By Keith Goble
state legislative editor
The Missouri House has overwhelmingly approved a bill that would allow tolls on a proposed Interstate 70 bridge across the Mississippi River between Illinois and Missouri.
House lawmakers voted 128-27 to advance a bill that would allow Missouri to partner with private businesses to pay for, build and operate a new $910 million bridge in St. Louis.
The new bridge is expected to relieve congestion on the Poplar Street Bridge, which carries traffic from Interstates 55, 64 and 70. More than 120,000 vehicles cross the Poplar Street Bridge daily.
Plans call for building an eight-lane bridge, relocating I-70 in Illinois and constructing an I-70 interchange in Missouri.
Missouri Transportation Director Pete Rahn said the long-delayed bridge project has a price tag of just less than $1 billion,The Associated Press reported.
A recently scaled-back design still requires the states to come up with $671 million for the work. Congress has earmarked $239 million for the project.
Officials in Illinois have said they have their share. They would rather tap "conventional methods" such as state and federal funds - not tolls - to pay for the bridge. But Rahn and others in the Missouri General Assembly say tolling seems to be the only way the Show-Me State can come up with its share.
"The money is just not there to build this bridge without a toll," House Transportation Chairman Neal St. Onge, R-Ellisville, told The AP.
Opponents say that tolls aren't the answer.
"I don't think toll roads - or bridges - promote economic development in Missouri," Rep. Bryan Pratt, R-Blue Springs, toldLand Line. "They simply stifle economic development."
Pratt said the state would be better served addressing how to better manage funding already available.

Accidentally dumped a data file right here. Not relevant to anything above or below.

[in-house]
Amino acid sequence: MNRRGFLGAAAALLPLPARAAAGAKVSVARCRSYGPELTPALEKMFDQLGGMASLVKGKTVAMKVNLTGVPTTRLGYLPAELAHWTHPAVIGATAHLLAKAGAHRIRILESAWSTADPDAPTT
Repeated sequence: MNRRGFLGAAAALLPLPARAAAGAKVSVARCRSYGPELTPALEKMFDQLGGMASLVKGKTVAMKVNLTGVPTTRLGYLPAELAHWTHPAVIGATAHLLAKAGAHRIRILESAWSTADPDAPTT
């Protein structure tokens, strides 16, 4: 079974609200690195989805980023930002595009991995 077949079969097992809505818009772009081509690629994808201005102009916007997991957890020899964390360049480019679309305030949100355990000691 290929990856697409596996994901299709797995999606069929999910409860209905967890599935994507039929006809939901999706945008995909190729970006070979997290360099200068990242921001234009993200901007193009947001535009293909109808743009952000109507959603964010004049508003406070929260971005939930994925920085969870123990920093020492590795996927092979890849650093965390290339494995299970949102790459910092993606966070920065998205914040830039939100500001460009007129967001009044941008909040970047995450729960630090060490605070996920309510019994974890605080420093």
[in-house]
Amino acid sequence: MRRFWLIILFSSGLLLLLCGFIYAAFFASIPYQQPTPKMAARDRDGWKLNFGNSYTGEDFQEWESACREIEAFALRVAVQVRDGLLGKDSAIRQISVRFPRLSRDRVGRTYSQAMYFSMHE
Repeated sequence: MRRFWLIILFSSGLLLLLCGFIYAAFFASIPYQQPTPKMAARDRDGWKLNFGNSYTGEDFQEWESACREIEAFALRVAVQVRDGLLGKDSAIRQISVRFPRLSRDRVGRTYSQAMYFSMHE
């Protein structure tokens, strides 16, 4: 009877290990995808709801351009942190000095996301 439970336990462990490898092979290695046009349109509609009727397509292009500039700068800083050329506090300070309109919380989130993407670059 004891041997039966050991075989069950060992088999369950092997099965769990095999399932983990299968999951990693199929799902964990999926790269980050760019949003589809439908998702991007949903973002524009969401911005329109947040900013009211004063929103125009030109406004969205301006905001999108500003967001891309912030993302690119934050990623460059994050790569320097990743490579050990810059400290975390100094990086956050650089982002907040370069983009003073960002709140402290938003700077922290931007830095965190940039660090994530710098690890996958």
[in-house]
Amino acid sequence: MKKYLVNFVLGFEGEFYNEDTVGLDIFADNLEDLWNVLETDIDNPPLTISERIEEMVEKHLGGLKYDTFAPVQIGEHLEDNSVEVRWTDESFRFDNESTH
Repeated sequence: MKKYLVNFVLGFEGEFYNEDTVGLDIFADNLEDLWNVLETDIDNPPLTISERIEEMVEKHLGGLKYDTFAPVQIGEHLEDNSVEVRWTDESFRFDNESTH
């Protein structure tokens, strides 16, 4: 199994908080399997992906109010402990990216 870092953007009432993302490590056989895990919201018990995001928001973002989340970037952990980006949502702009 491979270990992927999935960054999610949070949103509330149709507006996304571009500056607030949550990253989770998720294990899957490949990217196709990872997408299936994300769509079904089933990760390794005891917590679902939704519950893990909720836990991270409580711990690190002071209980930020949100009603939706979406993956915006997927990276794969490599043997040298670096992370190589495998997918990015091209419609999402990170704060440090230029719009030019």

"The better solution is to make sure we are spending our transportation money the best way possible. It would be a positive step to quit putting money into bureaucracies and big buildings for MoDOT," Pratt said.
The Missouri Department of Transportation previously has pushed for a proposed amendment to the state's constitution that would give the department the authority to build and operate toll roads. But the measure has failed to advance, partly because voters historically have not been receptive to tolling proposals.
Authorizing a private partnership, however, would not need to be in the form of a constitutional amendment requiring a statewide vote, The AP reported. The tolls would be up to the private entity to collect.
Todd Spencer, OOIDA executive vice president, warned the effort could lead to wider pursuit in the state of private partnerships.
"This is nothing more than a backdoor way of putting the state's highways up for sale to the highest bidder," Spencer said. "Lawmakers shouldn't do that. And they especially shouldn't do that without a vote of constituents."
At press time, the bill - HB1380 - was in the Senate. If approved there, it would move to Gov. Matt Blunt's desk for his signature.
Rep. Tom Villa, D-St. Louis, told The AP the state's inability to pay for such an important project proves that Missouri's 17-cent-per-gallon tax on diesel and gasoline aren't high enough to pay for road and bridge work throughout the state.
St. Onge agreed that higher fuel taxes will be needed to pay for future transportation needs.